|THE SCHIPPERKE The schipperke got his name from being so frequently seen on the canal barges of Belgium, where he makes a good "watch" and keeps down the rats. The word is pronounced "skip-perkee" and is the Flemish for "little skipper."|
He is a glossy, shining black all over, has a fox-like head, with rather small but very bright and, intelligent eyes, a small, sharp nose, and prick ears. The whole neck and breast are covered with an erect frill of longer hair, as arc the back margins of the thighs. The shoulders and chest are deep nnd strong, and the well-tuckcd-up little body is firm and springy. The legs are light, but strong, and the feet small and dainty.
The tail is a mere stump, or button, more than an inch being a disqualification. They are said to be born tailless, and probably some are. But it is easy to meet this requirement, and. it is certain that not any grow up with a tail, however they started in.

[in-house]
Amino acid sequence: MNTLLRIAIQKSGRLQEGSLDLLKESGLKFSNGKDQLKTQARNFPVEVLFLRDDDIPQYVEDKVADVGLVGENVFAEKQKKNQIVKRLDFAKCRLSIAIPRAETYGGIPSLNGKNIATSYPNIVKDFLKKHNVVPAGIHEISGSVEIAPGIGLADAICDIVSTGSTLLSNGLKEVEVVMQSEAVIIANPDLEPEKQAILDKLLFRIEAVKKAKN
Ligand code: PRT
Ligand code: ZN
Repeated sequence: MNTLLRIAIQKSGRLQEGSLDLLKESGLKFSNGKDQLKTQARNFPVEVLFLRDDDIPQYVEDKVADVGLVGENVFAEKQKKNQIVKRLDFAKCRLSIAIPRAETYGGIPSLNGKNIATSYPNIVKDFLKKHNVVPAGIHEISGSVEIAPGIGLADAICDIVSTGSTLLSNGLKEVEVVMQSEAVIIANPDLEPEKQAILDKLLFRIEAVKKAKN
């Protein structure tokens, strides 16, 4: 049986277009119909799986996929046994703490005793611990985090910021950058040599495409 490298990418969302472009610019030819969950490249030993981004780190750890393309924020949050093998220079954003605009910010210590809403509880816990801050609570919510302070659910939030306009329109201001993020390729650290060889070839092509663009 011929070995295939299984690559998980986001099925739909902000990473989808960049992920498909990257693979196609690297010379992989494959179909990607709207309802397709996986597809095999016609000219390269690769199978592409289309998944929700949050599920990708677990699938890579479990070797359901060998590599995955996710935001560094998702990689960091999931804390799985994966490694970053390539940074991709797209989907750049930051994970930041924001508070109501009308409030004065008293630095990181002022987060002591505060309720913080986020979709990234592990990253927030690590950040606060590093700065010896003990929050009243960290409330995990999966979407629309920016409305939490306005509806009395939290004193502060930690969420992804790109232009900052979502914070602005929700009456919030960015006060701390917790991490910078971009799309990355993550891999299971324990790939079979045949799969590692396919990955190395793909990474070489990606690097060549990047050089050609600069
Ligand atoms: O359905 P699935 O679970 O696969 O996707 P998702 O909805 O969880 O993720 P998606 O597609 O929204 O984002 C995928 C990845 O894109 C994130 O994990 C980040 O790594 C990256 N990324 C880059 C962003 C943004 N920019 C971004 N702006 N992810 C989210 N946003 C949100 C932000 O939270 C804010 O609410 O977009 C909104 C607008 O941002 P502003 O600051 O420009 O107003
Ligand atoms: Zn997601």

The "little skipper" finds his congenial home on the canal-boats of Belgium and Holland, but has discovered a satisfactory substitute in the pampered homes of the rich in other countries. Like all spitz offshoots, he is bright, active, and affectionate, but just a little snobbish, and apt to be very: .jealous of any other pets in his household. He is a small dog, weighing about 12 pounds.
From The Book of Dogs: An Intimate Study of Mankind's Best Friend By National Geographic Society (U.S.), Louis Agassiz Fuertes, Ernest Harold Baynes Published 1919. 109 pages Original from Harvard University.
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